In the RICO litigation Chevron has brought to challenge an allegedly fraudulent multibillion dollar judgment against it in Ecuador, Chevron has sought documents from Patton Boggs, counsel for Ecuadorian citizens (referred to as “Afectados”) trying to enforce the judgment. On Friday, Patton Boggs moved Judge Kaplan to quash the subpoena because of alleged “gamesmanship” and because Patton Boggs claims complying with the subpoena would cost $6-8 million and take over a year:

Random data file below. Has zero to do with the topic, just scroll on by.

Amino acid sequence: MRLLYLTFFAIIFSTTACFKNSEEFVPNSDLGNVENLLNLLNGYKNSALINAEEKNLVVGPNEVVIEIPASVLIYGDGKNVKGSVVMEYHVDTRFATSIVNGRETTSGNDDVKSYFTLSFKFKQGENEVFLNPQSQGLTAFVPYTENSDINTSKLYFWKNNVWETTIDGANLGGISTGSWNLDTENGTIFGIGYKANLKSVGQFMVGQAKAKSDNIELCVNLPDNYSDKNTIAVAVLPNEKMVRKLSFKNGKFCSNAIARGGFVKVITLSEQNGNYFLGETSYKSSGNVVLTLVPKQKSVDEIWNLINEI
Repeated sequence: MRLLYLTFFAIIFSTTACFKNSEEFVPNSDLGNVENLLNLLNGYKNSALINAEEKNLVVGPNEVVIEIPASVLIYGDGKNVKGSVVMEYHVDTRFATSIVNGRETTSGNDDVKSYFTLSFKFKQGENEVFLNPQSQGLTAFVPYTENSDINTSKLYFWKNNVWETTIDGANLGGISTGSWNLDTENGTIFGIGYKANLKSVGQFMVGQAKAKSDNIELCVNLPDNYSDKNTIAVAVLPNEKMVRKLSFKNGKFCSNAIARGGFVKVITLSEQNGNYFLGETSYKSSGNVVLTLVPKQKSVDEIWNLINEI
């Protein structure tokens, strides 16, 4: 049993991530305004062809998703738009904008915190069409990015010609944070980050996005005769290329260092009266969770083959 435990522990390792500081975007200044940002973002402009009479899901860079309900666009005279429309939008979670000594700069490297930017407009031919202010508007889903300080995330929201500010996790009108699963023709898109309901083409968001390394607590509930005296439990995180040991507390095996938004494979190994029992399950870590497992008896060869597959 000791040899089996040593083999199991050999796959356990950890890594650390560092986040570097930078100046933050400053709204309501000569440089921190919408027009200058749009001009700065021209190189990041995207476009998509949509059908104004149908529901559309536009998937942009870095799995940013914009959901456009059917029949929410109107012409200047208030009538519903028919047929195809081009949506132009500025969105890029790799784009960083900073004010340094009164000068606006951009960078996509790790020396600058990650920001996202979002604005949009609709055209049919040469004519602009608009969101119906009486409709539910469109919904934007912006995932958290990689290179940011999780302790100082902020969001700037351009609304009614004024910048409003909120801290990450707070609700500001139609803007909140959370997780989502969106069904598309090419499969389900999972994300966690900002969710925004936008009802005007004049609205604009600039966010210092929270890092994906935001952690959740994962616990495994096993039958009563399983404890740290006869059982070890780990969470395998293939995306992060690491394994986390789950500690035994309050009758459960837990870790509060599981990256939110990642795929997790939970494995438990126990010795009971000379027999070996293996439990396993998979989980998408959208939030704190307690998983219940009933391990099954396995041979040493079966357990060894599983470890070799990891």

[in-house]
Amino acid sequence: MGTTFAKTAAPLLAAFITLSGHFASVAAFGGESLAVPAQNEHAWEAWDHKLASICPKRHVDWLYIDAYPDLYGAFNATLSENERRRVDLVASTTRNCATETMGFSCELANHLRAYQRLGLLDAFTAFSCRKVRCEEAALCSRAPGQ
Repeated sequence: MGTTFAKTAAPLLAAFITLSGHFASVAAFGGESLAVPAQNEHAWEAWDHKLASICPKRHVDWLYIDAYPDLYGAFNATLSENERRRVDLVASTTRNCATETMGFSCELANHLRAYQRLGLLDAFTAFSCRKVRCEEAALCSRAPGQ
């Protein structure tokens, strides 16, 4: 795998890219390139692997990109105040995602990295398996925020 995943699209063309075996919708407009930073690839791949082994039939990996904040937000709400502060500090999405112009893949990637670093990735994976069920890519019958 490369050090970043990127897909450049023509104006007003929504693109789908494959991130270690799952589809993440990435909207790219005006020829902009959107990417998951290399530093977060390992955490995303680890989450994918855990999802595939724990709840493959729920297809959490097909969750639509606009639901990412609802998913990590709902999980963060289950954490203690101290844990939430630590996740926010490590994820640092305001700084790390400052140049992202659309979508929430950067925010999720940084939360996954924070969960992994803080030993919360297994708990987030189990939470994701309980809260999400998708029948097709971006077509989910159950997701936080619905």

The gamesmanship motivating Chevron’s subpoena is reason enough to quash it. But there are also other fundamental reasons. Chevron’s subpoena—which contains 58 document requests—reaches every aspect of Patton Boggs’ representation of the Afectados (as well as other clients). Chevron demands internal communication, notes, memoranda, draft briefs and all manner of attorney work product generated in connection with proceedings in Ecuador, judgment recognition actions, and the litany of U.S. collateral proceedings spawned by Chevron. The subpoena already has significantly disrupted Patton Boggs’ business operations by diverting the time of attorneys and support staff to document collection—a situation that will only worsen should the subpoena persist. (See Declaration of Charles Talisman, July 20, 2012 (“Talisman Decl.”), at ¶¶ 11-34.) Assuming that 50 review attorneys working nine hours per day are devoted to the project, it will take an estimated 55 to 67 weeks to review and log potentially responsive electronic documents. (See Declaration of Ari Perlstein, July 20, 2012 (“Perlstein Decl.”), at ¶¶ 4-7.) At a minimum, it is estimated that the review of electronic documents alone will cost the firm between $6.35 million and $7.75 million dollars, plus roughly $550,000 for electronic document collection—to say nothing of the roughly 260,000 pages of paper documents potentially encompassed by the subpoena. (See Perlstein Decl. at ¶¶ 6-7; Declaration of Jon Kessler, July 20, 2012 (“Kessler Decl.”), at ¶¶ 5-8; Talisman Decl. at ¶¶ 18-21.). Chevron is attempting to exploit the amorphous and unbounded nature of its civil RICO claim—particularly as applied in this unusual context. Suing one’s current litigation adversary on a theory that his prosecution of legal claims in another jurisdiction should be considered a racketeering operation is a convenient pretext for demanding unfettered access to his counsel’s litigation file. A line has to be drawn. This subpoena crosses it. Courts are skeptical of subpoenas served on active counsel because of the risk that counsel’s litigation strategy will be revealed—Chevron’s subpoena unabashedly targets counsel’s strategy.